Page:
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A bit too expansive, but what tone: Batiashvili.

Fire and Ice
By B.A. Nilsson

The Philadelphia Orchestra

Conducted by Charles Dutoit

Saratoga Performing Arts Center, Aug. 5

At some point, a composer such as Sibelius has to ask himself, “Am I making the violin part of this concerto purposely difficult just so the soloist can dazzle an audience, or are all these pyrotechnics germane to the piece?” And he thinks about it, and answers his own question: “Oh, what the hell—it sounds great, let’s do it.”

In truth, Jean Sibelius expended a lot of time and revision on his Violin Concerto, which premiered in 1904 and was withdrawn and revised immediately afterward. But it wasn’t until the electrifying Heifetz recording of 1935 that the piece began its swift popularity ascent—with claims of being the most-performed violin concerto of the 20th century.

Its difficulty has made it a test piece for fiddlers, and it’s a centerpiece of an international violin competition held every five years in Helsinki—a competition in which Lisa Batiashvili took second prize in 1995, when she was 16.

That was just a year after Gidon Kremer played the concerto during an August concert at SPAC, and Batiashvili’s playing last week reminded me very much of that experience. Like Kremer, this young violinist has a sense of control that assures you that she’s taking charge of the technical challenges.

But not without an understanding of the poetry of the piece. In these days of so much virtuosic accomplishment, that may be where the greatest challenge lies. This concerto has the potential for great elasticity, but I prefer it in tempo as much as possible, and thus found Batiashvili’s interpretation somewhat on the expansive side.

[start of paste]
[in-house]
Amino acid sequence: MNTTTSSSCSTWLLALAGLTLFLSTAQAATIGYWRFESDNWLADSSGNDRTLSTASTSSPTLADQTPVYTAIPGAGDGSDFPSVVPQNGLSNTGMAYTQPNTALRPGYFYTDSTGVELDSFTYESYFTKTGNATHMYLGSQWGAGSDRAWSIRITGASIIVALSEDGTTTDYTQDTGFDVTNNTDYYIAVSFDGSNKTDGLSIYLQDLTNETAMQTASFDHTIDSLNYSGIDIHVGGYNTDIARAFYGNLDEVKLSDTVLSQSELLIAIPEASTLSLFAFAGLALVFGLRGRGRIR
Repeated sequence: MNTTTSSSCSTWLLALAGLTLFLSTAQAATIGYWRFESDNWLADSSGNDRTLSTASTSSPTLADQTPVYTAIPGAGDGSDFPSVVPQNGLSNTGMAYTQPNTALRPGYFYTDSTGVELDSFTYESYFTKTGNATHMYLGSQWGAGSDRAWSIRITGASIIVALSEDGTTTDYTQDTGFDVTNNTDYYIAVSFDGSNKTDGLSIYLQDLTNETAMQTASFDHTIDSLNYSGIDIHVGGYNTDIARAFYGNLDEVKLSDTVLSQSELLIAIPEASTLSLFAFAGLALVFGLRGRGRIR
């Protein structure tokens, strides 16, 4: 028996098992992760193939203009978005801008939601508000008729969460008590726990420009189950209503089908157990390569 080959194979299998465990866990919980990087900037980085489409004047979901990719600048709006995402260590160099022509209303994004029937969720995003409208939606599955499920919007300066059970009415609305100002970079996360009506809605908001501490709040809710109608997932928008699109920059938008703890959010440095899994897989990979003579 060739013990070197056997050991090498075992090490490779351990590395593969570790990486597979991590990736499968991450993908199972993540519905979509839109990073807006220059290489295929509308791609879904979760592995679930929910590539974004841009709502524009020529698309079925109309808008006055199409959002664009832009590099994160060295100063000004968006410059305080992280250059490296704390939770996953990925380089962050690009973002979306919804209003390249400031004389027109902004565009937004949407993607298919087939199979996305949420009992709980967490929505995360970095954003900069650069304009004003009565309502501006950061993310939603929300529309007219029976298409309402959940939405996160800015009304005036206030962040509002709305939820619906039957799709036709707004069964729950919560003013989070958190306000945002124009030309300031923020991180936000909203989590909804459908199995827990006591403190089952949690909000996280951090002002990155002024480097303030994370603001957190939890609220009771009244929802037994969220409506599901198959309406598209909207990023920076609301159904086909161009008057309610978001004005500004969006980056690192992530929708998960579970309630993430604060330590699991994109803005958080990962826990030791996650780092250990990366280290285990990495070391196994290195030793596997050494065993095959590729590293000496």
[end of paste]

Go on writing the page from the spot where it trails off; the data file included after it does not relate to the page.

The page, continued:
Yet I marveled at her beautiful tone and clean lines, not to mention the excellent rapport with conductor Charles Dutoit and the Philadelphia Orchestra. Dutoit and Batiashvili partnered in this piece only a few days earlier at Tanglewood, so they’ve already road-tested the relationship.

The concert as a whole offered a wealth of orchestral showpieces. The Sibelius concerto may seem like all ice after the fire of Maurice Ravel’s Alborada del gracioso, but it still demands a high level of skill. The brief Ravel work, which opened the program, blooms with wave after wave of gorgeous sound over infectious rhythms, and instantly reminded us why it’s a privilege to have this brilliant orchestra in our midst summer after summer.

Antonín Dvorák’s Symphony No. 9, (aka “From the New World”), comprised the second half of the program. As well as we may know the work, a live performance offers a more nuanced understanding. The self- effacing Dvorák was a genius at orchestration, and captured his native Bohemia’s strong musical identity in every aspect of his work. Turning that talent on the United States, which he visited in the 1890s, he turned out a more American- sounding work than his American-born coevals ever dared to produce—but then Dvorák wasn’t a racist snob, and thus was freer to celebrate the music he heard while traveling around this country.

Heard after the French-Spanish and Finnish sounds that began the concert, it asserts its Bohemian-American personality even more firmly, and was, as expected, nicely sculpted by Dutoit.

And what a treat to hear the Philadelphia forces wail with the piece—especially the brass, who have a field day throughout. The well-known largo, a lullaby that has been refigured for every possible combination of instruments since it was written, was especially well rendered, and the furiant finale finished the evening in a blaze of orchestral fireworks.

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